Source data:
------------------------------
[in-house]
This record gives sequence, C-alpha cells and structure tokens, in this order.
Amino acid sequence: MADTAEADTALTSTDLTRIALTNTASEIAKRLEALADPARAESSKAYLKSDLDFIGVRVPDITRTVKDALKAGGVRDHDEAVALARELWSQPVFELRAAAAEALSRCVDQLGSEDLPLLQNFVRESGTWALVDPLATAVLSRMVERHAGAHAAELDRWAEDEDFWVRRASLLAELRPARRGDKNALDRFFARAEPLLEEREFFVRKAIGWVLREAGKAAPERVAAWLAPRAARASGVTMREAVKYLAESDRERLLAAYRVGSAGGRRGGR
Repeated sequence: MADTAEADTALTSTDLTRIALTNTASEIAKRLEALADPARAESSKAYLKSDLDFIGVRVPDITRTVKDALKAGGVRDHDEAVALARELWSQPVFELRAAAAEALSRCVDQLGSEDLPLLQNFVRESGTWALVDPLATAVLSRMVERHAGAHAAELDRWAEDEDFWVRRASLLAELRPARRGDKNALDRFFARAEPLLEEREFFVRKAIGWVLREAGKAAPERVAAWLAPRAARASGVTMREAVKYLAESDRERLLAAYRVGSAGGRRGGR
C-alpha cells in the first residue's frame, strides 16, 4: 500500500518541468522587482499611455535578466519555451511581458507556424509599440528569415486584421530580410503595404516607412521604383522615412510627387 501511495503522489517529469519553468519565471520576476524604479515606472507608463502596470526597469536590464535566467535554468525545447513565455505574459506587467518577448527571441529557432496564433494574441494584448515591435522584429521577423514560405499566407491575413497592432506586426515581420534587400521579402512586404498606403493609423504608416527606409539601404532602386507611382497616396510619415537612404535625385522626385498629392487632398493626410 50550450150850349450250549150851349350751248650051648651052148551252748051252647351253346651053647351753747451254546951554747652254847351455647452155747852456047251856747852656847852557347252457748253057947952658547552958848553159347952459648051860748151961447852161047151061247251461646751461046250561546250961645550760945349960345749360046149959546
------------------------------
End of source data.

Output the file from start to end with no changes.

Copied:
[in-house]
This record gives sequence, C-alpha cells and structure tokens, in this order.
Amino acid sequence: MADTAEADTALTSTDLTRIALTNTASEIAKRLEALADPARAESSKAYLKSDLDFIGVRVPDITRTVKDALKAGGVRDHDEAVALARELWSQPVFELRAAAAEALSRCVDQLGSEDLPLLQNFVRESGTWALVDPLATAVLSRMVERHAGAHAAELDRWAEDEDFWVRRASLLAELRPARRGDKNALDRFFARAEPLLEEREFFVRKAIGWVLREAGKAAPERVAAWLAPRAARASGVTMREAVKYLAESDRERLLAAYRVGSAGGRRGGR
Repeated sequence: MADTAEADTALTSTDLTRIALTNTASEIAKRLEALADPARAESSKAYLKSDLDFIGVRVPDITRTVKDALKAGGVRDHDEAVALARELWSQPVFELRAAAAEALSRCVDQLGSEDLPLLQNFVRESGTWALVDPLATAVLSRMVERHAGAHAAELDRWAEDEDFWVRRASLLAELRPARRGDKNALDRFFARAEPLLEEREFFVRKAIGWVLREAGKAAPERVAAWLAPRAARASGVTMREAVKYLAESDRERLLAAYRVGSAGGRRGGR
C-alpha cells in the first residue's frame, strides 16, 4: 500500500518541468522587482499611455535578466519555451511581458507556424509599440528569415486584421530580410503595404516607412521604383522615412510627387 501511495503522489517529469519553468519565471520576476524604479515606472507608463502596470526597469536590464535566467535554468525545447513565455505574459506587467518577448527571441529557432496564433494574441494584448515591435522584429521577423514560405499566407491575413497592432506586426515581420534587400521579402512586404498606403493609423504608416527606409539601404532602386507611382497616396510619415537612404535625385522626385498629392487632398493626410 50550450150850349450250549150851349350751248650051648651052148551252748051252647351253346651053647351753747451254546951554747652254847351455647452155747852456047251856747852656847852557347252457748253057947952658547552958848553159347952459648051860748151961447852161047151061247251461646751461046250561546250961645550760945349960345749360046149959546